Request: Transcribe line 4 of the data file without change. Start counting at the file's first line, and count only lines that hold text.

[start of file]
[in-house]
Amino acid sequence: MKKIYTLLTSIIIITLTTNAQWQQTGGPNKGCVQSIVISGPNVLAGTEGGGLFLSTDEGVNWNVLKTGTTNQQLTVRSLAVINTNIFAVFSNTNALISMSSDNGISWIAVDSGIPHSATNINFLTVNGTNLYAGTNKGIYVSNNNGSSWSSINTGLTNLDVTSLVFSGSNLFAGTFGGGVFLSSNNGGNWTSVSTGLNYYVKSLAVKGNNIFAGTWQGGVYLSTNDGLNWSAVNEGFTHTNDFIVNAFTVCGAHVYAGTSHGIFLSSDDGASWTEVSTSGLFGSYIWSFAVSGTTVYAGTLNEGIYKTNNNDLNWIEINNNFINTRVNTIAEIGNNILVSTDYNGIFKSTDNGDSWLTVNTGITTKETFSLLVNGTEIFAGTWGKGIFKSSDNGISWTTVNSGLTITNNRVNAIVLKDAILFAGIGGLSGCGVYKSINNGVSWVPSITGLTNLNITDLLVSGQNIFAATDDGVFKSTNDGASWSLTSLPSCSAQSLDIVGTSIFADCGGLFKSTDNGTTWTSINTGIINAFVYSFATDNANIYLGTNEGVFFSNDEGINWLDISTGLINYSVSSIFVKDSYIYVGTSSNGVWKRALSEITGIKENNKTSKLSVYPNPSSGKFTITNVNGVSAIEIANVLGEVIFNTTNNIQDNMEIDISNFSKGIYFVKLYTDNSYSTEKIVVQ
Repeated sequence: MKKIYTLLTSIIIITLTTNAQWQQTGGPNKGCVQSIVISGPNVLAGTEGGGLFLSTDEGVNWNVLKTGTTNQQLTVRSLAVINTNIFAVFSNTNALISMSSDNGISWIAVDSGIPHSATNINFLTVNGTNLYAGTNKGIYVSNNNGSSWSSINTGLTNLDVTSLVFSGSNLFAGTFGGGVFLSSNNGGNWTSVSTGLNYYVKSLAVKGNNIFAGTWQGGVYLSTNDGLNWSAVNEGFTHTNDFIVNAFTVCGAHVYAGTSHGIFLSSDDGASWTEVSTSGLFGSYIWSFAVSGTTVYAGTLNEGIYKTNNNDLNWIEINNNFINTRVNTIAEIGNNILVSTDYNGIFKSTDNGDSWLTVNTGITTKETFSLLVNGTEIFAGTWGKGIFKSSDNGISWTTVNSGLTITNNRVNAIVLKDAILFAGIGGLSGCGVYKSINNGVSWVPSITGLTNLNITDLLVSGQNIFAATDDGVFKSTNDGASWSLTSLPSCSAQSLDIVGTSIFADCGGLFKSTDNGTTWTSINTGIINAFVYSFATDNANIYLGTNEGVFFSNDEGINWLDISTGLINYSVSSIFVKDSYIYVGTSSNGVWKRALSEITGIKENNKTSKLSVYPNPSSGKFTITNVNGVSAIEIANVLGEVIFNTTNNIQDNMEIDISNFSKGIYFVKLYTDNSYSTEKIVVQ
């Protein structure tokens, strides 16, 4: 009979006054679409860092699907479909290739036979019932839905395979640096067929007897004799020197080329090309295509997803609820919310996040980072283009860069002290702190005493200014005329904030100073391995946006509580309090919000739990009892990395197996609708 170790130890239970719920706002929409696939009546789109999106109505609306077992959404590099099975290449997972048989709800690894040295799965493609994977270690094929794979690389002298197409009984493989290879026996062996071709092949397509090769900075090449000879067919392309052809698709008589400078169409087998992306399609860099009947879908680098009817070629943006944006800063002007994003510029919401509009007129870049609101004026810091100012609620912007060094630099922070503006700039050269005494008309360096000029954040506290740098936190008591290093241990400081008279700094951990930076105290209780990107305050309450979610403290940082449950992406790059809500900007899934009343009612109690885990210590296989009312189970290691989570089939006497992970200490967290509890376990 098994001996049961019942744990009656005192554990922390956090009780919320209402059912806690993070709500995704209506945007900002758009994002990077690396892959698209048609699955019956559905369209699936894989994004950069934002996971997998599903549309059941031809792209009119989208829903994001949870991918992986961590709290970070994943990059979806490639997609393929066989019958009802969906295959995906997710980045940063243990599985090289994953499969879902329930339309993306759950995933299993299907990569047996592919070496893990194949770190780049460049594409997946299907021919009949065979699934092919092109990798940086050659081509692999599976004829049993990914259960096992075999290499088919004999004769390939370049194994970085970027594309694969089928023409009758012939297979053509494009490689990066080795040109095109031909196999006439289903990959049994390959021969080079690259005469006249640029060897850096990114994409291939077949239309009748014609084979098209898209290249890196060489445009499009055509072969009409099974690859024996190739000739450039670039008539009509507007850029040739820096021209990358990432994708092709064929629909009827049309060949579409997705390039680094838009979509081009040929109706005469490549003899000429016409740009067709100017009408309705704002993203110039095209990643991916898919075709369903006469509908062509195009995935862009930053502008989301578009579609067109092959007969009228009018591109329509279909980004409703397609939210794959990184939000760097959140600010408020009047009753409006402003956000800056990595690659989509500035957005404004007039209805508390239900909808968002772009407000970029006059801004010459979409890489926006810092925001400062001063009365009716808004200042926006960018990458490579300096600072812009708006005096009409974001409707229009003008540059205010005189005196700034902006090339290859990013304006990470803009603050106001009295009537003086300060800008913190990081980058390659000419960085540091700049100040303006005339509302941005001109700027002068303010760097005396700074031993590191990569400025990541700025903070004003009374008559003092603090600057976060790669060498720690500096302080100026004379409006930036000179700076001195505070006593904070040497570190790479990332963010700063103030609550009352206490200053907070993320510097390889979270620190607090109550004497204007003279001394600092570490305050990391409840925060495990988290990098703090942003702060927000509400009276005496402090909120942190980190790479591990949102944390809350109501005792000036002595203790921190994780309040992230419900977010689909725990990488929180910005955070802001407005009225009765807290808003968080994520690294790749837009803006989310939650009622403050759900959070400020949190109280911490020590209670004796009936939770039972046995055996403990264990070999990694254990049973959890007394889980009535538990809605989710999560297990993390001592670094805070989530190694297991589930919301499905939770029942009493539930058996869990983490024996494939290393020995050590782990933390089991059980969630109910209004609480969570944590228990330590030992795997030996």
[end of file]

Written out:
């Protein structure tokens, strides 16, 4: 009979006054679409860092699907479909290739036979019932839905395979640096067929007897004799020197080329090309295509997803609820919310996040980072283009860069002290702190005493200014005329904030100073391995946006509580309090919000739990009892990395197996609708 170790130890239970719920706002929409696939009546789109999106109505609306077992959404590099099975290449997972048989709800690894040295799965493609994977270690094929794979690389002298197409009984493989290879026996062996071709092949397509090769900075090449000879067919392309052809698709008589400078169409087998992306399609860099009947879908680098009817070629943006944006800063002007994003510029919401509009007129870049609101004026810091100012609620912007060094630099922070503006700039050269005494008309360096000029954040506290740098936190008591290093241990400081008279700094951990930076105290209780990107305050309450979610403290940082449950992406790059809500900007899934009343009612109690885990210590296989009312189970290691989570089939006497992970200490967290509890376990 098994001996049961019942744990009656005192554990922390956090009780919320209402059912806690993070709500995704209506945007900002758009994002990077690396892959698209048609699955019956559905369209699936894989994004950069934002996971997998599903549309059941031809792209009119989208829903994001949870991918992986961590709290970070994943990059979806490639997609393929066989019958009802969906295959995906997710980045940063243990599985090289994953499969879902329930339309993306759950995933299993299907990569047996592919070496893990194949770190780049460049594409997946299907021919009949065979699934092919092109990798940086050659081509692999599976004829049993990914259960096992075999290499088919004999004769390939370049194994970085970027594309694969089928023409009758012939297979053509494009490689990066080795040109095109031909196999006439289903990959049994390959021969080079690259005469006249640029060897850096990114994409291939077949239309009748014609084979098209898209290249890196060489445009499009055509072969009409099974690859024996190739000739450039670039008539009509507007850029040739820096021209990358990432994708092709064929629909009827049309060949579409997705390039680094838009979509081009040929109706005469490549003899000429016409740009067709100017009408309705704002993203110039095209990643991916898919075709369903006469509908062509195009995935862009930053502008989301578009579609067109092959007969009228009018591109329509279909980004409703397609939210794959990184939000760097959140600010408020009047009753409006402003956000800056990595690659989509500035957005404004007039209805508390239900909808968002772009407000970029006059801004010459979409890489926006810092925001400062001063009365009716808004200042926006960018990458490579300096600072812009708006005096009409974001409707229009003008540059205010005189005196700034902006090339290859990013304006990470803009603050106001009295009537003086300060800008913190990081980058390659000419960085540091700049100040303006005339509302941005001109700027002068303010760097005396700074031993590191990569400025990541700025903070004003009374008559003092603090600057976060790669060498720690500096302080100026004379409006930036000179700076001195505070006593904070040497570190790479990332963010700063103030609550009352206490200053907070993320510097390889979270620190607090109550004497204007003279001394600092570490305050990391409840925060495990988290990098703090942003702060927000509400009276005496402090909120942190980190790479591990949102944390809350109501005792000036002595203790921190994780309040992230419900977010689909725990990488929180910005955070802001407005009225009765807290808003968080994520690294790749837009803006989310939650009622403050759900959070400020949190109280911490020590209670004796009936939770039972046995055996403990264990070999990694254990049973959890007394889980009535538990809605989710999560297990993390001592670094805070989530190694297991589930919301499905939770029942009493539930058996869990983490024996494939290393020995050590782990933390089991059980969630109910209004609480969570944590228990330590030992795997030996």